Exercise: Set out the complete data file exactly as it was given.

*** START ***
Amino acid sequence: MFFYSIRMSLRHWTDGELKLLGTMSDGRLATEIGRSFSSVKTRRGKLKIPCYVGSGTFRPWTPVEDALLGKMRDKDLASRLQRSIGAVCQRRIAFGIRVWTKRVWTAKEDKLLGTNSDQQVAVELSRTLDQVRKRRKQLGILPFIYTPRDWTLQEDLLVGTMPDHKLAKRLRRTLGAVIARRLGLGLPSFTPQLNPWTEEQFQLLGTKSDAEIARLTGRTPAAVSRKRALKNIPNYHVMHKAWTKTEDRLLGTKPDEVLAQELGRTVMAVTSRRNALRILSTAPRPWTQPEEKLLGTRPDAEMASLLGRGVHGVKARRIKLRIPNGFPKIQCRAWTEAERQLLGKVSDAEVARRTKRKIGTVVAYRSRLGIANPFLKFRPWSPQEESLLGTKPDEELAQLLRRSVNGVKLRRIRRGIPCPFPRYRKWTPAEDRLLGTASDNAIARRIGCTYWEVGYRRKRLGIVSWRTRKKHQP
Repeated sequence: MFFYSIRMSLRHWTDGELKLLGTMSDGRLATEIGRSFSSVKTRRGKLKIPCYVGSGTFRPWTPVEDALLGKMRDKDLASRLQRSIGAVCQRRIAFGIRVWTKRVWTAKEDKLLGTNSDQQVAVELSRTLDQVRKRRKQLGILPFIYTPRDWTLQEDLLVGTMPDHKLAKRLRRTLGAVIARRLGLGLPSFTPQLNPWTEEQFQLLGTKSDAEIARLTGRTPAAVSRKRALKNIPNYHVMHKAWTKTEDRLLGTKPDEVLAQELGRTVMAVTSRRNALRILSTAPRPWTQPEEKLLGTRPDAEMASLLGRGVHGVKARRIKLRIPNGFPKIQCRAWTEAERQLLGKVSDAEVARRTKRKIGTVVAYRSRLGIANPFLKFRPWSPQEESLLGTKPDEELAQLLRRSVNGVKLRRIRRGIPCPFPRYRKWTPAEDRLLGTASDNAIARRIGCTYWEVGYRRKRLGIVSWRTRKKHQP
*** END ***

Amino acid sequence: MFFYSIRMSLRHWTDGELKLLGTMSDGRLATEIGRSFSSVKTRRGKLKIPCYVGSGTFRPWTPVEDALLGKMRDKDLASRLQRSIGAVCQRRIAFGIRVWTKRVWTAKEDKLLGTNSDQQVAVELSRTLDQVRKRRKQLGILPFIYTPRDWTLQEDLLVGTMPDHKLAKRLRRTLGAVIARRLGLGLPSFTPQLNPWTEEQFQLLGTKSDAEIARLTGRTPAAVSRKRALKNIPNYHVMHKAWTKTEDRLLGTKPDEVLAQELGRTVMAVTSRRNALRILSTAPRPWTQPEEKLLGTRPDAEMASLLGRGVHGVKARRIKLRIPNGFPKIQCRAWTEAERQLLGKVSDAEVARRTKRKIGTVVAYRSRLGIANPFLKFRPWSPQEESLLGTKPDEELAQLLRRSVNGVKLRRIRRGIPCPFPRYRKWTPAEDRLLGTASDNAIARRIGCTYWEVGYRRKRLGIVSWRTRKKHQP
Repeated sequence: MFFYSIRMSLRHWTDGELKLLGTMSDGRLATEIGRSFSSVKTRRGKLKIPCYVGSGTFRPWTPVEDALLGKMRDKDLASRLQRSIGAVCQRRIAFGIRVWTKRVWTAKEDKLLGTNSDQQVAVELSRTLDQVRKRRKQLGILPFIYTPRDWTLQEDLLVGTMPDHKLAKRLRRTLGAVIARRLGLGLPSFTPQLNPWTEEQFQLLGTKSDAEIARLTGRTPAAVSRKRALKNIPNYHVMHKAWTKTEDRLLGTKPDEVLAQELGRTVMAVTSRRNALRILSTAPRPWTQPEEKLLGTRPDAEMASLLGRGVHGVKARRIKLRIPNGFPKIQCRAWTEAERQLLGKVSDAEVARRTKRKIGTVVAYRSRLGIANPFLKFRPWSPQEESLLGTKPDEELAQLLRRSVNGVKLRRIRRGIPCPFPRYRKWTPAEDRLLGTASDNAIARRIGCTYWEVGYRRKRLGIVSWRTRKKHQP